Outgoing Microsoft CEO Steve Ballmer said his biggest regret is missing the boat on smartphones—but he said the software giant should not admit defeat just yet.
"I regret that there was a period in the early 2000s when we were so focused on what we had to do around Windows that we weren't able to redeploy talent to the new device called the phone," Ballmer said in a conference with analysts.
"That is thing I regret the most," he repeated, adding "It would have been better for Windows and our success in other foreign factors."
The smartphone and tablet computer market is currently dominated by Apple's iPhone and iPad and by devices powered by Google's Android operating system.
Microsoft has "almost no share" in mobile devices, Ballmer conceded, but said that leaves the company with significant "upside opportunities."
In telephones, the company is counting on the recently announced acquisition of Finnish mobile telephone company Nokia, with which it is already collaborating to make a new smartphone, the Lumia, to popularise its Windows mobile software.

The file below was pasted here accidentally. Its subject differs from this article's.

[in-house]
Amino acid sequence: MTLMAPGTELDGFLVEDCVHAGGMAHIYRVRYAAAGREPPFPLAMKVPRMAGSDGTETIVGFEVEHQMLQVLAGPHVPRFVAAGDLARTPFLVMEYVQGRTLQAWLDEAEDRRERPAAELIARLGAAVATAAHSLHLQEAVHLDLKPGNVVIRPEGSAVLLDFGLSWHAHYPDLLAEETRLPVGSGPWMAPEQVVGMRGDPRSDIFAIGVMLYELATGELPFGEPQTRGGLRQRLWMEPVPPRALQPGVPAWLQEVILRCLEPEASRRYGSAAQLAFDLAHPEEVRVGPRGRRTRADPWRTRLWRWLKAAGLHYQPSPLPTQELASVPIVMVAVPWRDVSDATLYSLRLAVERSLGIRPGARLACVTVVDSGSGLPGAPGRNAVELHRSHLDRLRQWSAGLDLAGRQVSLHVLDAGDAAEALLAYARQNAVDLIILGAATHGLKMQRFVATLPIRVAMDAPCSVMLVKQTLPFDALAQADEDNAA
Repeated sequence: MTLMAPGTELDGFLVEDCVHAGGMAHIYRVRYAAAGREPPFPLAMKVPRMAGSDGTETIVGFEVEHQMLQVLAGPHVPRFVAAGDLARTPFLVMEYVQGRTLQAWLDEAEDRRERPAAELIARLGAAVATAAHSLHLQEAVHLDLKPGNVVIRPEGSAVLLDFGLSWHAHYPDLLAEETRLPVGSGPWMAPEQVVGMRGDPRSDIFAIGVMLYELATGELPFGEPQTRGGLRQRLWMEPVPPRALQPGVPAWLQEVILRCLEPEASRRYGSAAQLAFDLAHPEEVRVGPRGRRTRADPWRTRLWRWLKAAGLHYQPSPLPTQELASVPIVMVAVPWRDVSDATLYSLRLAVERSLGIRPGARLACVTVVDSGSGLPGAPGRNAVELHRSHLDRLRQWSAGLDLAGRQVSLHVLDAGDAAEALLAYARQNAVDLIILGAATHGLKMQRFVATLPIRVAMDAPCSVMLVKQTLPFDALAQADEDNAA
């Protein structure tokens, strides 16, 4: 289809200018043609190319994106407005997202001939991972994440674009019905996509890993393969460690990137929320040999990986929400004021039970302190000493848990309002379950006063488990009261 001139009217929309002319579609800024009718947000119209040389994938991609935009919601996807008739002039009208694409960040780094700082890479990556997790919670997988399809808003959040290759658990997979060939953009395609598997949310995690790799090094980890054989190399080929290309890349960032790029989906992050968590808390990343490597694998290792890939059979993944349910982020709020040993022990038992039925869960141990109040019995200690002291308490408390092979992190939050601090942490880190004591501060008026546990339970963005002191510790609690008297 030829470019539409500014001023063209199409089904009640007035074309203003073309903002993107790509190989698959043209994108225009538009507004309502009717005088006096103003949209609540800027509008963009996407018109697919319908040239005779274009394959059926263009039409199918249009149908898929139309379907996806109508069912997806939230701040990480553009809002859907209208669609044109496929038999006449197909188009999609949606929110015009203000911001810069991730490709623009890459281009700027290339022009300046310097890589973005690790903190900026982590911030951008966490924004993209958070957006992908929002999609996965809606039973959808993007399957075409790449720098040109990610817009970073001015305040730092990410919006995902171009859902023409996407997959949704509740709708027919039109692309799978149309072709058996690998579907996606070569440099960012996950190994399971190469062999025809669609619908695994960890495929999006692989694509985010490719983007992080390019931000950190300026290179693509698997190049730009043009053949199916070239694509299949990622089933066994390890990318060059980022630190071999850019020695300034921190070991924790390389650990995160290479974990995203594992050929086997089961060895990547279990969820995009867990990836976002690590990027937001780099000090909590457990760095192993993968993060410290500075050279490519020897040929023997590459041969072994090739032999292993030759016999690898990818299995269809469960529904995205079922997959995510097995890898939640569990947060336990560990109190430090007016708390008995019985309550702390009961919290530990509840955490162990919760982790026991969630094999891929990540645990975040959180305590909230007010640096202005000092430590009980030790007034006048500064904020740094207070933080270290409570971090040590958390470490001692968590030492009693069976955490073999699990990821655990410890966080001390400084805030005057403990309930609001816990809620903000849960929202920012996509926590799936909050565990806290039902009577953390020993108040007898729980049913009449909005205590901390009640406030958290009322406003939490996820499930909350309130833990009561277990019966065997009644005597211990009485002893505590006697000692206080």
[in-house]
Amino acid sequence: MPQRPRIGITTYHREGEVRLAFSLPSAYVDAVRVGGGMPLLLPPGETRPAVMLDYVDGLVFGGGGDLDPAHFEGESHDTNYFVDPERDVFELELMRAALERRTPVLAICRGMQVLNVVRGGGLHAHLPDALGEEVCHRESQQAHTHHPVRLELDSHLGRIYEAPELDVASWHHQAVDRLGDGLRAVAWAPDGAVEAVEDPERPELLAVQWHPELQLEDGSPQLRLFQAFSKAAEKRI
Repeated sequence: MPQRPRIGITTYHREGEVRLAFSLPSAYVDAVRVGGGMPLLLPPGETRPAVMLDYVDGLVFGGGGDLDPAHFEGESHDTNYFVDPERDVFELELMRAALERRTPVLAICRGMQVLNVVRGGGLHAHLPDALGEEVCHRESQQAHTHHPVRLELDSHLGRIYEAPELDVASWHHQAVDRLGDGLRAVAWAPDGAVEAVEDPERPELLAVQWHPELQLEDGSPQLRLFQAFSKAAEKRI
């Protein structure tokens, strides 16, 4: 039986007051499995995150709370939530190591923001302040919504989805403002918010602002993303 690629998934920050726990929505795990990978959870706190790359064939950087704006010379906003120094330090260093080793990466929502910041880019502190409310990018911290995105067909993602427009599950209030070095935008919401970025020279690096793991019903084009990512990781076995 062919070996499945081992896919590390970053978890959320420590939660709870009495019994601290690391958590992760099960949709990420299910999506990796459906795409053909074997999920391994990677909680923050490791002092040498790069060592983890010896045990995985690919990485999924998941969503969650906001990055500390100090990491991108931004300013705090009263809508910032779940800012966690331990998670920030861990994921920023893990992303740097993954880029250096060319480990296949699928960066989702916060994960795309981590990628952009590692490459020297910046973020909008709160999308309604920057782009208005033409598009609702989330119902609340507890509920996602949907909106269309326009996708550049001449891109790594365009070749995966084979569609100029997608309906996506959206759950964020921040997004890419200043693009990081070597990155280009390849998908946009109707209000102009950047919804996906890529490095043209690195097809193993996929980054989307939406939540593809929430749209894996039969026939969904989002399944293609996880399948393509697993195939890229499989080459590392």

The company's Surface tablet failed to win over buyers last year and Microsoft was forced to lower the price of the device, which translated into a loss of nearly a billion dollars in its latest quarterly figures.
A new generation of the tablet is to be unveiled Monday.
Beyond mobile devices, Ballmer said, Microsoft must seize crucial opportunities in cloud computing services, in online subscriptions to its word processing suite Office, and with its search engine Bing.
Ballmer took over as CEO of Microsoft in 2000 from co-founder Bill Gates, a classmate and friend from their days at Harvard University in the 1970s. He announced in August that he would retire within 12 months.
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